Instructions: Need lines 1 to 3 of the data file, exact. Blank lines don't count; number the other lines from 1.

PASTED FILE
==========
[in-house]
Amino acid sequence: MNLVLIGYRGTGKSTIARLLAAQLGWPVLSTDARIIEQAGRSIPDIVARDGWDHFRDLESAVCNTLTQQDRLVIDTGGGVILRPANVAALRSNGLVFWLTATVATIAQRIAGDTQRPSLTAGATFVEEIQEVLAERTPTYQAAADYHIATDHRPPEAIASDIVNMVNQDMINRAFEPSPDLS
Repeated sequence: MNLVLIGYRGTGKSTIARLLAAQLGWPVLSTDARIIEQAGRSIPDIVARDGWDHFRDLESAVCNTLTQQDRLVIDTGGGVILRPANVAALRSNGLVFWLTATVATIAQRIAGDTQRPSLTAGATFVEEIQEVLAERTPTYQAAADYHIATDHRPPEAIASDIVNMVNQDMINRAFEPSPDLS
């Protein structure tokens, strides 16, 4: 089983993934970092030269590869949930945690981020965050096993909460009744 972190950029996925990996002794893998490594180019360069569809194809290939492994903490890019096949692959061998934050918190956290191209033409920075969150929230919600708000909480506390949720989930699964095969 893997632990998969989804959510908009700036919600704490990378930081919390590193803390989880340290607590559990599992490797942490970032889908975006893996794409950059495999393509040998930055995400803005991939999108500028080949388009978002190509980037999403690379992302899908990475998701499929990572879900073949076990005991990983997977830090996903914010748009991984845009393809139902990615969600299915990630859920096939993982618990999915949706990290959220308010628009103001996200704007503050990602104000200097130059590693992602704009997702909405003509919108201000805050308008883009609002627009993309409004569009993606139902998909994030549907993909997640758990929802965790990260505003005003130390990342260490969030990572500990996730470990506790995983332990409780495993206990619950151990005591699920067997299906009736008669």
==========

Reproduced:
[in-house]
Amino acid sequence: MNLVLIGYRGTGKSTIARLLAAQLGWPVLSTDARIIEQAGRSIPDIVARDGWDHFRDLESAVCNTLTQQDRLVIDTGGGVILRPANVAALRSNGLVFWLTATVATIAQRIAGDTQRPSLTAGATFVEEIQEVLAERTPTYQAAADYHIATDHRPPEAIASDIVNMVNQDMINRAFEPSPDLS
Repeated sequence: MNLVLIGYRGTGKSTIARLLAAQLGWPVLSTDARIIEQAGRSIPDIVARDGWDHFRDLESAVCNTLTQQDRLVIDTGGGVILRPANVAALRSNGLVFWLTATVATIAQRIAGDTQRPSLTAGATFVEEIQEVLAERTPTYQAAADYHIATDHRPPEAIASDIVNMVNQDMINRAFEPSPDLS